Meadowsweet: For Chef Polo Dobkin, a Culinary Journey Grows in Brooklyn

Let’s take things back to Brooklyn in the ‘90s for a second. The timestamp evokes visions of a raw, gritty borough filled with pockets of poverty. It represents rawness in all of its forms: an authentic, eclectic arts culture, a melting pot of diversity, and a time when Brooklyn was still the little sister on the block compared to “the” city, Manhattan. But during this time, before the cool, gentrified borough that we know BK as today, few people saw what Brooklyn was capable of, and embraced it early on. Michelin Starred chef Polo Dobkin is one of those people. And judging by the success of his restaurant Meadowsweet, which was awarded a Michelin Star in both 2015 and 2016, it was the right move.

“Rents were cheaper when I moved to Brooklyn,” says Dobkin. “I came out here in the early ’90s and kind of fell in love with it. A friend who lived down here said, ‘Trust me, once you move out here, you’ll never go back to Manhattan.’ And it turned out to be true.”

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Though Dobkin has worked in some of the most notable kitchens, moving his way up to executive chef, it wasn’t until recently that he opened up his own restaurant.

“My wife and my family both urged me to open a restaurant for years. Obviously, I’ve always wanted to, but taking that big step and taking that leap was always kind of daunting,” he says. After finally caving into the pressure a couple of years ago, they started looking for a restaurant space.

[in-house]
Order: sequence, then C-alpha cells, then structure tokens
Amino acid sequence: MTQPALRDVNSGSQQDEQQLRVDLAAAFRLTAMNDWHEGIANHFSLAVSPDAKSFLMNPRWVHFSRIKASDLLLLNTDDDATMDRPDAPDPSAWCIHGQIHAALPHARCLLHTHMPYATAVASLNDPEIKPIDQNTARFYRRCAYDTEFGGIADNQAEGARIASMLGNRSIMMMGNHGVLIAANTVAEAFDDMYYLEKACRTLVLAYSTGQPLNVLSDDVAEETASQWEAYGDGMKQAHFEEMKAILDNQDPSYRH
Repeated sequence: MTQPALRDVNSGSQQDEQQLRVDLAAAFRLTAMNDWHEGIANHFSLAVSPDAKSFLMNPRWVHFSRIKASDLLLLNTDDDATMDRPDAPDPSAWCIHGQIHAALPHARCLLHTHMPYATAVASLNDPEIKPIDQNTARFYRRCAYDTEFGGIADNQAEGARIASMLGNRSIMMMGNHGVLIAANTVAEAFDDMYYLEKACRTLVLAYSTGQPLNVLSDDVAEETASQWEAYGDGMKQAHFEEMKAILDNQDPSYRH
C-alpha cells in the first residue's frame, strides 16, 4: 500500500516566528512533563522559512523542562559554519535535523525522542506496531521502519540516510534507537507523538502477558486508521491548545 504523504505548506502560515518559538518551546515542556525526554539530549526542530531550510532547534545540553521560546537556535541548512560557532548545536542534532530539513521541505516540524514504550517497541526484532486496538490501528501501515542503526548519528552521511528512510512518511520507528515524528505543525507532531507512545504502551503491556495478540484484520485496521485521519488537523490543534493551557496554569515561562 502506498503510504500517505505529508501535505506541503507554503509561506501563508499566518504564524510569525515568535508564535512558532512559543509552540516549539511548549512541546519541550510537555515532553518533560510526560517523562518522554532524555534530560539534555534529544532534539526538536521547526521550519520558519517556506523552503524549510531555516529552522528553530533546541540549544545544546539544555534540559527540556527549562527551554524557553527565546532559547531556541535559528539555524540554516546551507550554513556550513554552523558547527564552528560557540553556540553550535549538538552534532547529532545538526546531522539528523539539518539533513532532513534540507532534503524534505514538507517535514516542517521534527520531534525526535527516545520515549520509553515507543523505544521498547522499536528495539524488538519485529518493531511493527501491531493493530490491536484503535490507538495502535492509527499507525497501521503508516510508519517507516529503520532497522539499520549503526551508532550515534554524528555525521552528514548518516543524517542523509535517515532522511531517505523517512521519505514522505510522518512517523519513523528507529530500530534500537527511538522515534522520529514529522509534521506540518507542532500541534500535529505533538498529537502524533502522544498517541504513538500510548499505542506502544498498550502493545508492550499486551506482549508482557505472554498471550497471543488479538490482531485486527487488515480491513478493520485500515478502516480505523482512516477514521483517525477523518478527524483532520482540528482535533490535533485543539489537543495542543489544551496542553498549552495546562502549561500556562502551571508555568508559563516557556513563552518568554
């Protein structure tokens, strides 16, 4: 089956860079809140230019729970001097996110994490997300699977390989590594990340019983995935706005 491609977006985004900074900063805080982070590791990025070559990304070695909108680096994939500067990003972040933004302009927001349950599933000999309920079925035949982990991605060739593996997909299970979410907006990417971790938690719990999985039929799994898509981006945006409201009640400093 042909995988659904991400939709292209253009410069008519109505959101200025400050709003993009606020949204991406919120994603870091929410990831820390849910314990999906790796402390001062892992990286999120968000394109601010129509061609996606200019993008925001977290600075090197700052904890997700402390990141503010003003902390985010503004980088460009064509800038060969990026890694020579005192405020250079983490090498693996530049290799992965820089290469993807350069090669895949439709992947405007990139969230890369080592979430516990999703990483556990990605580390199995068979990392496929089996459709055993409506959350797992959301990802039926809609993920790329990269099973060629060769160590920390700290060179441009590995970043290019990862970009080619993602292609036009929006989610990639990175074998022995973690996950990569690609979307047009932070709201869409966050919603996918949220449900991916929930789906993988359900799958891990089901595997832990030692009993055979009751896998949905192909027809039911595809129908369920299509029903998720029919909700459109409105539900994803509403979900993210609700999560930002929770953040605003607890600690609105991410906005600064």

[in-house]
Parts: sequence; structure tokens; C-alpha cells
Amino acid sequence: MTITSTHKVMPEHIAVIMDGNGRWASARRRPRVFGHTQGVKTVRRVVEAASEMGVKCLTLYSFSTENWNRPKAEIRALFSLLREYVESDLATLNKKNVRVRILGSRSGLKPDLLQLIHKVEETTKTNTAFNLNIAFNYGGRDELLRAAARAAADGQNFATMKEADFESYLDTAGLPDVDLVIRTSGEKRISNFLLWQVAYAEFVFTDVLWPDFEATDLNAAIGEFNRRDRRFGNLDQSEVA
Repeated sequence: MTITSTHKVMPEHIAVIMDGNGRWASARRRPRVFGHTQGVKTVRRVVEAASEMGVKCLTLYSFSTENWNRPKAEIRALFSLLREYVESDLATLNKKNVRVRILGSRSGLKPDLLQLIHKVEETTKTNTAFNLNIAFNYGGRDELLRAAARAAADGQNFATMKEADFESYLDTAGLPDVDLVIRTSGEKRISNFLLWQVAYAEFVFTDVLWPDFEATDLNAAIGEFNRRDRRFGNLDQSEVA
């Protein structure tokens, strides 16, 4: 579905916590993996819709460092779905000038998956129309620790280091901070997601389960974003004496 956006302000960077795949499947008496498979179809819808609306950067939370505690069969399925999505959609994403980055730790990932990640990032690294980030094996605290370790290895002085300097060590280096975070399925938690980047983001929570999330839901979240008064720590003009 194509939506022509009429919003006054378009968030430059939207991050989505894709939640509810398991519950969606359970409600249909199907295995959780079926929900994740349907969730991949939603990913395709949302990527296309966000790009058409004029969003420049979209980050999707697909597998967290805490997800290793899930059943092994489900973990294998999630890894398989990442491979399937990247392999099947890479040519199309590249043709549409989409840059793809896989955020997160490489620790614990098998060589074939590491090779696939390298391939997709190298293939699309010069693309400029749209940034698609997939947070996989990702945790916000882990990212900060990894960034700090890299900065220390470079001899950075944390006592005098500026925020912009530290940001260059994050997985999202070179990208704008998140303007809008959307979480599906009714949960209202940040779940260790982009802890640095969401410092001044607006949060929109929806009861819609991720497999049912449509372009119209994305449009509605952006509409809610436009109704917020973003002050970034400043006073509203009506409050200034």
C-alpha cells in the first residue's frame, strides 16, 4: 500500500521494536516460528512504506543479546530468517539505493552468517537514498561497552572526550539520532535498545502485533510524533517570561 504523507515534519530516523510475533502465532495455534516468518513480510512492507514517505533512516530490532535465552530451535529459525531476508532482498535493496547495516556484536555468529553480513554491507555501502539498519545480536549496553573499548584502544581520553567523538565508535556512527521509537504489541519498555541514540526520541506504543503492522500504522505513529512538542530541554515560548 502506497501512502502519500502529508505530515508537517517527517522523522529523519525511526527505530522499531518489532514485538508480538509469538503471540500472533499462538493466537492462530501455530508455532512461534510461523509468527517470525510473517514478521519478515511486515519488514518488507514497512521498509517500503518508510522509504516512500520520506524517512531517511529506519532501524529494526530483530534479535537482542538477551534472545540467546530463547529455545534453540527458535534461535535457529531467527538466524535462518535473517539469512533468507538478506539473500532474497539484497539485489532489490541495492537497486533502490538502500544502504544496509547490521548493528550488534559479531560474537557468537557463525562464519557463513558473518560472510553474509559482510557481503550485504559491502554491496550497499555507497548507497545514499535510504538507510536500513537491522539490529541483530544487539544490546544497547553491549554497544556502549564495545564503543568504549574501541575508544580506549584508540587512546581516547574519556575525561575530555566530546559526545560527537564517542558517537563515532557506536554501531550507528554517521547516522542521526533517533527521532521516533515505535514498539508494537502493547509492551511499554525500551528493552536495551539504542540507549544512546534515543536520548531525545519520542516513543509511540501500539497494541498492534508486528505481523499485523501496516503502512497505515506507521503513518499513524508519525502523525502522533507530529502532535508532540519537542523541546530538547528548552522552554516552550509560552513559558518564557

Thanks to being exposed to many different experiences while growing up, Dobkin knew from an early age that he wanted to cook for a living.

“The inspiration was definitely family, and also I was blessed enough to travel to Europe when I was younger, getting exposed to the cuisine of Austria, Italy, and Spain,” says Dobkin. “So between the home cooking and the home-cooked meals and cooking alongside my parents, also getting to travel and get a broad exposure to a number of different cuisines got me really excited about cooking at an early age.”

In this “Table 42” vignette, we bring viewers into Meadowsweet, Dobkin’s south Williamsburg, Brooklyn restaurant that specializes in contemporary seasonal American with a strong Mediterranean influence. Dobkin walks us through from-scratch squid ink fettuccine, a dish that begins with making hydrated squid ink pasta dough, which is then laminated and stretched repeatedly before being folded and cut into fettuccine. After the pasta is cooked, it’s married into a simmering sauce of deliciousness (red wine and tomato braised Spanish octopus) and met with chorizo, chiles, and topped with breadcrumbs.

The Plate, Brooklyn Edition

The Plate, Brooklyn Edition

Editorial by Jessica Bryant, Managing Editor

Brooklyn is no longer in the shadows of its posh older sister, Manhattan. Once primarily known as a hotbed of hipsters and creatives, the New York City neighborhood has matured — for better or for worse, depending on who you talk to. 

One thing is for sure though: Brooklyn’s culinary scene has transformed immensely within the past five years, showcasing talented chefs and innovative concepts. And now, Brooklyn is known to be one of the hottest emerging restaurant scenes in the country. Taking a nod from its hipster manifesto, the neighborhood is not littered with chains or celebrity chefs, but rather celebrates small operations. Kicking out some of the most creative and unique dishes, people are no longer asking, “Where Brooklyn at?” It’s already arrived.